Once applications are approved, participants will be required to take FINRA’s first two training components online at their convenience. FINRA will then hold an in-person training for this group at the CPR offices in early April, following CPR’s annual meeting in Atlanta, GA taking place March 8-10, 2017. There will be no cost associated with any aspect of FINRA’s training and application process.

KristyKristy Offitt (pictured left), an Employment litigator at Ogletree Deakins and a member of this year’s program, signed up after receiving an email from LCLD. She has already been assigned two mentors and has started meeting with them. In addition to feeling that the negotiation and other skills learned in the program will be transferable, generally, to the work she is currently doing, Kristy explained, “I would love to do more mediation and arbitration later in my career, so I saw this as a great opportunity to start building a foundation toward that goal. It’s great to get this mediation experience.”

And do last year’s participants have any parting advice for the current class? As program alum Joseph Hanna aptly summarized, “Take full advantage of your mentors; they are there to help you. Take every opportunity you have to ask questions, meet with them, spend time watching them work. Nobody does it better than the mentors in this program.”

Facebook, Latest Leading Co. to Demand Greater Diversity in Legal Services

We can’t like this enough so we thought we’d share it as well: Facebook is one of the latest well-known companies to make necessary strides in the area of diversity in law, apparently now requiring that women and ethnic minorities comprise at least 33 percent of outside legal teams working on its legal matters.

According to a New York Times article on this development,Numbers alone, however, are not enough, under a policy that went into effect on Saturday. Law firms must also show that they ‘actively identify and create clear and measurable leadership opportunities for women and minorities’ when they represent the company in litigation and other legal matters.” The article also referenced a similar MetLife legal diversity policy to be announced later this month.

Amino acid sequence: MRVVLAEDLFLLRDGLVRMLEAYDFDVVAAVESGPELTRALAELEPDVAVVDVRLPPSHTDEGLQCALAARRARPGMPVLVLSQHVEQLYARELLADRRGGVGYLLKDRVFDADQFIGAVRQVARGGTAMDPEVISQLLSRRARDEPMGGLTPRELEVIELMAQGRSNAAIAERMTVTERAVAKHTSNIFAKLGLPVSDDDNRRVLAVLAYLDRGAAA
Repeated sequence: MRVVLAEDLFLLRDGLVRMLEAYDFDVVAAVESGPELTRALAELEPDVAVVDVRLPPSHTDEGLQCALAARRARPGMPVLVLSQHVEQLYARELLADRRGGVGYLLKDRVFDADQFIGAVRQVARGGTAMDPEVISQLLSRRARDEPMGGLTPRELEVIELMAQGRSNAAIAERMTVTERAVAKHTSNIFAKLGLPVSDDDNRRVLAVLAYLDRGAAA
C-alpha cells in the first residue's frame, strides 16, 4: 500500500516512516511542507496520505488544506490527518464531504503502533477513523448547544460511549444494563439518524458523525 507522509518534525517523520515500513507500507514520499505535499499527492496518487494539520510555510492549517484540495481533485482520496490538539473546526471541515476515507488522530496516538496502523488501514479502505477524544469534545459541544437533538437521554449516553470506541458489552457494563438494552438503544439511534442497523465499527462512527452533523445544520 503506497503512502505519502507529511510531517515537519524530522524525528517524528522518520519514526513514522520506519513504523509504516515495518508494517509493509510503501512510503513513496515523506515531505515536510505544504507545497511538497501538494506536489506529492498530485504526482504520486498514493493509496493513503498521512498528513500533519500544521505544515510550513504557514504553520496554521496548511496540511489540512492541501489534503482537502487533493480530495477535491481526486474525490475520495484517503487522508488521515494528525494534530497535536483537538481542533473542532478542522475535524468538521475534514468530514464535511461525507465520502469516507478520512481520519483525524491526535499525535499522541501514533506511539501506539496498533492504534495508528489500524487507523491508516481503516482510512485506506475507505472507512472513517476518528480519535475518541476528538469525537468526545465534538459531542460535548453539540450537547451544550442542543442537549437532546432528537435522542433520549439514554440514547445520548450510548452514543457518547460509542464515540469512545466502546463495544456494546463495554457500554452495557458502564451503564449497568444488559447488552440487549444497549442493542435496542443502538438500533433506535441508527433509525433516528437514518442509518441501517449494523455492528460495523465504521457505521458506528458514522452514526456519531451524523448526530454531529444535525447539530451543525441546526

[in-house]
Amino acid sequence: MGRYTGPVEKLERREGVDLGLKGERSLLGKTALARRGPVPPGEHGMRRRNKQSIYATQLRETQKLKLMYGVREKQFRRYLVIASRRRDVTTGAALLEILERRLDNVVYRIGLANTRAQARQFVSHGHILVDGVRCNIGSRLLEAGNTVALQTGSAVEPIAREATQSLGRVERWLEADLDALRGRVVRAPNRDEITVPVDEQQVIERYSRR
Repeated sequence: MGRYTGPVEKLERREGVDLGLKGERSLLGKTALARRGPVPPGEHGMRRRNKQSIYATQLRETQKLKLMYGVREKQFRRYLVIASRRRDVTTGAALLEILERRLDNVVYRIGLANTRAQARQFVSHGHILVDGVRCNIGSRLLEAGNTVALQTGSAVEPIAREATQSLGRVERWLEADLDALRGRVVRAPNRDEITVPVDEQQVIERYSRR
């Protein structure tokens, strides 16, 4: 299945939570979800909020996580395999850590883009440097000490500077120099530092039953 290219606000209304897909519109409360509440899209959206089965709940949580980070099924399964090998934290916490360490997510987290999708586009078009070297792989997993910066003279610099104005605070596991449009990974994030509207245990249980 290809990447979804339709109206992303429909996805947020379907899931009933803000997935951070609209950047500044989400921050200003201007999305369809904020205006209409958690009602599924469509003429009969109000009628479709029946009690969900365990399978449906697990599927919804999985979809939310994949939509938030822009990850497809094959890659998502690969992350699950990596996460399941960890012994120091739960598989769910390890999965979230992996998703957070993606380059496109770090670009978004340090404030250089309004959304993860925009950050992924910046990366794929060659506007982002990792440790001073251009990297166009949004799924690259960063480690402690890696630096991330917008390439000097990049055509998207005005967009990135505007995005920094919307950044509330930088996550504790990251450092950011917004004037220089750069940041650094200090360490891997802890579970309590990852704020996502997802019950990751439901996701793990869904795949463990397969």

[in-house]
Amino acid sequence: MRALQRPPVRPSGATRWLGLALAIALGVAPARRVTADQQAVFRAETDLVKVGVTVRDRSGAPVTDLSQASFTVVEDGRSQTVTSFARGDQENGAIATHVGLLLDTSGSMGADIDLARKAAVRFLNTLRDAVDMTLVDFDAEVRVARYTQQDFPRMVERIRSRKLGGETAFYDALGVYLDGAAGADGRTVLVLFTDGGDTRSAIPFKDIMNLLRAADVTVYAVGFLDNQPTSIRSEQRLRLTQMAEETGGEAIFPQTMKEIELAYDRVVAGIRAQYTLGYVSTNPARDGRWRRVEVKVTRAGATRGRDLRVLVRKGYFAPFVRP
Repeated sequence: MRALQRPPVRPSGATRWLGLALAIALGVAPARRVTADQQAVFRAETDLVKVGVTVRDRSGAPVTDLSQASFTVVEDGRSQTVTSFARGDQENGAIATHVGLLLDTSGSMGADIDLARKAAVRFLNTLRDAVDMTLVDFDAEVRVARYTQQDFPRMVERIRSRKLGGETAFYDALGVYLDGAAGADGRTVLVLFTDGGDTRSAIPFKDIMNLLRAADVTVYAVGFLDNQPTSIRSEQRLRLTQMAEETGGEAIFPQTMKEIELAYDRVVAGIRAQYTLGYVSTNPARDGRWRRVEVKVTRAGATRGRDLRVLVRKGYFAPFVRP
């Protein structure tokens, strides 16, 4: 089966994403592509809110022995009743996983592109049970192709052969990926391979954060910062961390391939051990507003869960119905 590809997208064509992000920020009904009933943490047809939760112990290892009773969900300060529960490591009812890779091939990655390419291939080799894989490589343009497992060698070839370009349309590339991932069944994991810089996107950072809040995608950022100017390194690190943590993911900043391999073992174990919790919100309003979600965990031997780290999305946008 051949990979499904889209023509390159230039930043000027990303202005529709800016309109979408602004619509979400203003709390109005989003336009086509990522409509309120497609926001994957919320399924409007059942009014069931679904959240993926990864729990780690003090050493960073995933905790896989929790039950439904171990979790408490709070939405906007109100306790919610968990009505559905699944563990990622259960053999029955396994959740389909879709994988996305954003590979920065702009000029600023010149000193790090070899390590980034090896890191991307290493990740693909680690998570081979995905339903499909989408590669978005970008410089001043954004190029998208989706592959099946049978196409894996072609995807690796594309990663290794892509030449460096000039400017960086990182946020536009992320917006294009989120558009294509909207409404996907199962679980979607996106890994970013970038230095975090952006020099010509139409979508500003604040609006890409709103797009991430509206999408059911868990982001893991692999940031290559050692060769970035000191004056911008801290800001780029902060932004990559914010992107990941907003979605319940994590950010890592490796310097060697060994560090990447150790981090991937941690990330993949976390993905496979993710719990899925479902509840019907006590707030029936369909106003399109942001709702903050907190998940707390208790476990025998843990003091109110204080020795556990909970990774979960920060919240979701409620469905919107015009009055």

This is great news, but it is still only a start. More needs to be done–not only by other companies large and small, but by all stakeholders to the dispute resolution process. And not only with respect to law firms, but mediators and arbitrators as well.

As CPR President & CEO Noah Hanft noted in his March 20 New York Law Journal Article, “Making Diversity Happen in ADR: No More Lip Service,” there are key roles for just about everyone to play in this process:

In-House Counsel: You are the drivers here.  According to Hanft, “You need to say not only that diversity is important to you, but to show that it is.” Referenced in both the NYT and NYLJ articles, and under the innovative leadership of GC Kim Rivera, CPR member HP announced in February that it would actually withhold fees – a 10% “diversity holdback” with certain conditions – from law firms that failed to comply with diversity requirements. 

Law Firms: “Try to learn of neutrals that you have not used,” Hanft suggests here. “What would be the harm when sending out the typical law firm memo asking whether anyone knows a good mediator in a copyright case, to specifically ask about diverse neutrals in that space? Be brave enough to do what your clients have told you they expect you to do in your own firm.”

Other ADR organizations: In the NYLJ article, Hanft lists education, mentorship and recruitment as important items on his own organization’s To Do list. He concludes, “But, most important, we must utilize our very best efforts to include those diverse candidates on slates; remind decision-makers of the benefits of diversity on the quality of the decision-making process; and then actively encourage the selection of diverse candidates.”

In sum, and in order to for diversity in law and ADR to “go viral,” we all have a social role to play. Tell your friends.